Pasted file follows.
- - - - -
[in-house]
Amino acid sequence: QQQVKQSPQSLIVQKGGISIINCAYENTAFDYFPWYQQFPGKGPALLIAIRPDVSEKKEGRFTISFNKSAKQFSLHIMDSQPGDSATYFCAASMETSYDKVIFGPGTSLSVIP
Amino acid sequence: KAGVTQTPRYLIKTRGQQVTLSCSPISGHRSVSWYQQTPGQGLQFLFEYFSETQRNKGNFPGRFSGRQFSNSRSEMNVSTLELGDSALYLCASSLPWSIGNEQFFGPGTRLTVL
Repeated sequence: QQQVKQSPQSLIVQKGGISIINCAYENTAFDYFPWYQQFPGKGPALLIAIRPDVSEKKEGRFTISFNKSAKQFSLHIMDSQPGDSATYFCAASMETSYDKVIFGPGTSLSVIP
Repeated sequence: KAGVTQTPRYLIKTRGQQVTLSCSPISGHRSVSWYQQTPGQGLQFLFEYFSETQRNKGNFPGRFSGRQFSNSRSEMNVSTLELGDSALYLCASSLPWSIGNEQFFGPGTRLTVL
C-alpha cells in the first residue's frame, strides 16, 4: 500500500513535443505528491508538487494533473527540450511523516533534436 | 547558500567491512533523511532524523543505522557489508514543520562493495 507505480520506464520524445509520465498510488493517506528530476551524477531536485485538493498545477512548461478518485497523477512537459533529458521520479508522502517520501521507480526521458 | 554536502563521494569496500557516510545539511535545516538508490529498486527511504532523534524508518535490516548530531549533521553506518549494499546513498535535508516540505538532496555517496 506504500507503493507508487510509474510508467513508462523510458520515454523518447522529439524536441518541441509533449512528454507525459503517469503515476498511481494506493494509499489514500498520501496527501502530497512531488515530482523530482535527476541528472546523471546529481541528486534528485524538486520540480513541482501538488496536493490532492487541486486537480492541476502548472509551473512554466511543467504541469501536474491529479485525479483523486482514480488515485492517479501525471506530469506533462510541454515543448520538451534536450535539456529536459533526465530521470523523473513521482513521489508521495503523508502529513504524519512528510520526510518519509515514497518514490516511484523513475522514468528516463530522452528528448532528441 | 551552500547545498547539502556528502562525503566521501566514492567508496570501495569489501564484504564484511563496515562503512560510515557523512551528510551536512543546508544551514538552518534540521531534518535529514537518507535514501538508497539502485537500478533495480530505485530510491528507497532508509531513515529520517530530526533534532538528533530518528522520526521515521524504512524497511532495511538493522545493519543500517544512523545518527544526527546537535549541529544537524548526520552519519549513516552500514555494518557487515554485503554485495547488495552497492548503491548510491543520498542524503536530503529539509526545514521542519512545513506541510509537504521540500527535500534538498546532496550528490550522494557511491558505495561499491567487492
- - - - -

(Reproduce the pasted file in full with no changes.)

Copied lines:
[in-house]
Amino acid sequence: QQQVKQSPQSLIVQKGGISIINCAYENTAFDYFPWYQQFPGKGPALLIAIRPDVSEKKEGRFTISFNKSAKQFSLHIMDSQPGDSATYFCAASMETSYDKVIFGPGTSLSVIP
Amino acid sequence: KAGVTQTPRYLIKTRGQQVTLSCSPISGHRSVSWYQQTPGQGLQFLFEYFSETQRNKGNFPGRFSGRQFSNSRSEMNVSTLELGDSALYLCASSLPWSIGNEQFFGPGTRLTVL
Repeated sequence: QQQVKQSPQSLIVQKGGISIINCAYENTAFDYFPWYQQFPGKGPALLIAIRPDVSEKKEGRFTISFNKSAKQFSLHIMDSQPGDSATYFCAASMETSYDKVIFGPGTSLSVIP
Repeated sequence: KAGVTQTPRYLIKTRGQQVTLSCSPISGHRSVSWYQQTPGQGLQFLFEYFSETQRNKGNFPGRFSGRQFSNSRSEMNVSTLELGDSALYLCASSLPWSIGNEQFFGPGTRLTVL
C-alpha cells in the first residue's frame, strides 16, 4: 500500500513535443505528491508538487494533473527540450511523516533534436 | 547558500567491512533523511532524523543505522557489508514543520562493495 507505480520506464520524445509520465498510488493517506528530476551524477531536485485538493498545477512548461478518485497523477512537459533529458521520479508522502517520501521507480526521458 | 554536502563521494569496500557516510545539511535545516538508490529498486527511504532523534524508518535490516548530531549533521553506518549494499546513498535535508516540505538532496555517496 506504500507503493507508487510509474510508467513508462523510458520515454523518447522529439524536441518541441509533449512528454507525459503517469503515476498511481494506493494509499489514500498520501496527501502530497512531488515530482523530482535527476541528472546523471546529481541528486534528485524538486520540480513541482501538488496536493490532492487541486486537480492541476502548472509551473512554466511543467504541469501536474491529479485525479483523486482514480488515485492517479501525471506530469506533462510541454515543448520538451534536450535539456529536459533526465530521470523523473513521482513521489508521495503523508502529513504524519512528510520526510518519509515514497518514490516511484523513475522514468528516463530522452528528448532528441 | 551552500547545498547539502556528502562525503566521501566514492567508496570501495569489501564484504564484511563496515562503512560510515557523512551528510551536512543546508544551514538552518534540521531534518535529514537518507535514501538508497539502485537500478533495480530505485530510491528507497532508509531513515529520517530530526533534532538528533530518528522520526521515521524504512524497511532495511538493522545493519543500517544512523545518527544526527546537535549541529544537524548526520552519519549513516552500514555494518557487515554485503554485495547488495552497492548503491548510491543520498542524503536530503529539509526545514521542519512545513506541510509537504521540500527535500534538498546532496550528490550522494557511491558505495561499491567487492